Rangelands

A Brief Look Back and a Longer Look Forward

Larry D. Howery, SRM President
As I write this we are a little over a month away from our Annual Meeting in Sparks, NV!  If you haven’t already, please register and make your travel plans.  You have only a few more days to take advantage of the early registration rate which ends December 29th so get registered!  Those of us who are among the more “seasoned” SRM members know that the Nevada Section always does a first-rate job with our Annual Meetings.  On our monthly Board call earlier this month we received every indication from the planning committee that the 2018 Annual Meeting will provide yet another great opportunity for SRM members to come together in Nevada to learn about the latest developments, innovations, and issues related to rangeland ecology and management.

While you are attending the Annual Meeting in Sparks, I urge you to attend the “Bridging the Gap” mentorship event that will be held on Tuesday, January 30th from 4-5:30pm.  The primary objective of this Young Professionals and Student Conclaves-sponsored event is to build more connections between SRM student members (the mentees) and the more seasoned SRMrs (the mentors).  This event is very important for our never-ending efforts to promote the value of becoming a life-long SRM member.  This is especially true for our younger members who will soon become the next generation of SRM leaders.  In fact, some of these fine young folks have stepped up to the plate and are ALREADY distinguishing themselves as leaders!  It is critical that we focus recruitment efforts on young professionals who are excited about the discovery, dissemination, and application of science-based rangeland management principles, and who have the desire and passion to enthusiastically communicate SRM’s Mission and Vision.  If we do this, SRM’s credibility and influence will continue to grow and expand; if we don’t, the reverse will be true.  I have challenged each Board member to participate in Bridging the Gap.  I issue the same challenge to each of you whether you consider yourself to be a mentee or a mentor.  Everyone is invited and the event is completely free.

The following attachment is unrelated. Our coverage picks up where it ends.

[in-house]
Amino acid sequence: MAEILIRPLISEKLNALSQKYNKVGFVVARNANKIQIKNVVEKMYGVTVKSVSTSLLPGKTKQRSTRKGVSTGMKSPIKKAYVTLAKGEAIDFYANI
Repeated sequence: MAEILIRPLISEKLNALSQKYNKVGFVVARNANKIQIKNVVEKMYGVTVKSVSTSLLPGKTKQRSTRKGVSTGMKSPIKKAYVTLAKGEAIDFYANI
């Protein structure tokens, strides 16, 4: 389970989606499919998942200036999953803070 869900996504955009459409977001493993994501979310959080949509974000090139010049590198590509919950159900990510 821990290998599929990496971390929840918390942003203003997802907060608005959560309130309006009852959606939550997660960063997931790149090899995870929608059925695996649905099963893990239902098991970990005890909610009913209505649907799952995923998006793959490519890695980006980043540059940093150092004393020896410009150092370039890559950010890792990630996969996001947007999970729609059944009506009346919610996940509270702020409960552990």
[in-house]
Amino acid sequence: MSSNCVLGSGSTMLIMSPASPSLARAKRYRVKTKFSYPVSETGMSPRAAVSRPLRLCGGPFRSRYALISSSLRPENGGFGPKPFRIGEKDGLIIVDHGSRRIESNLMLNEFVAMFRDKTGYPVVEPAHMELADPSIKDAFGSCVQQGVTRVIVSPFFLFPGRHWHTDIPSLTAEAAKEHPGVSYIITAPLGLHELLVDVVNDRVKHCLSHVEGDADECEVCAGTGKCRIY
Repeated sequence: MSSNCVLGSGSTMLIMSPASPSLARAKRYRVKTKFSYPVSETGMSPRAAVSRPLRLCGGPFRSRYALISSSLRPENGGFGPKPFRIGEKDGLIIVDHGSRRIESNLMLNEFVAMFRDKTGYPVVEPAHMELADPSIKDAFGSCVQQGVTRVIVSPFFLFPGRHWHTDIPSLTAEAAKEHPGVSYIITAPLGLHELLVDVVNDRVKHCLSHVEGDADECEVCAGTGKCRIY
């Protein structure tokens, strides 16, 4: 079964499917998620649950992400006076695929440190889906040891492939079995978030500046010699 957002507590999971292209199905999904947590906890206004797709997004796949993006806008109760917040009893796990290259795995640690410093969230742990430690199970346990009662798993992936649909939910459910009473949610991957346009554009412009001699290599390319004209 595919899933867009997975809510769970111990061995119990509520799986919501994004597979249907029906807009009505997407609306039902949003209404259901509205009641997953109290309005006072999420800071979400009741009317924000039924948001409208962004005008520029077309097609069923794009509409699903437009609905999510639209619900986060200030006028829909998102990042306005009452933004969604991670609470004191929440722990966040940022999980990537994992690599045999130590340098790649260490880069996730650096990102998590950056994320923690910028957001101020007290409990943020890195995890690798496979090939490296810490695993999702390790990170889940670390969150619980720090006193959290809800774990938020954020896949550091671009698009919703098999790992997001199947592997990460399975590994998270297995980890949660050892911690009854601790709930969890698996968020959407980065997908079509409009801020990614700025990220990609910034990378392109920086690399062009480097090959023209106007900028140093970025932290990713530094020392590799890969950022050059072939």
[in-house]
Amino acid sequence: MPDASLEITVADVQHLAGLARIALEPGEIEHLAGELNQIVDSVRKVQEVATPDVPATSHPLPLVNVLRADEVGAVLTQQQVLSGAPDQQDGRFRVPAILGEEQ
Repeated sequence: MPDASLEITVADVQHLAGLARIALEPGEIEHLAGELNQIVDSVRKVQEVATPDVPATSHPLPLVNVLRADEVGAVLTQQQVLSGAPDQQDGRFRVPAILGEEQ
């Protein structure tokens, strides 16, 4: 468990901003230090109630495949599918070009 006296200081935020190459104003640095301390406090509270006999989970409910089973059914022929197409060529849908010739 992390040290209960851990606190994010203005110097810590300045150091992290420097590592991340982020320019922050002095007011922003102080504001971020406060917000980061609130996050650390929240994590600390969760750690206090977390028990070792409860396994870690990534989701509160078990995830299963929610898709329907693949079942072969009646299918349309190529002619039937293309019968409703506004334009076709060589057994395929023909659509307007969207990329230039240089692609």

Reminder!!  Please renew your membership before January 1, 2018 and help SRM complete the transition to a January 1 renewal date for all of our members.  Many thanks to 1st VP Irving, Chris Lapine from Allen Press, and to the SRM staff for making this transition as painless as humanly possible.  As with any new policy or procedure there are bound to be a few hiccups but, ultimately, this change will make SRM’s bookkeeping and budgetary projections easier.  Just as importantly, it should make your life a little easier knowing that you have the same renewal date as everyone else (i.e., January 1 each year).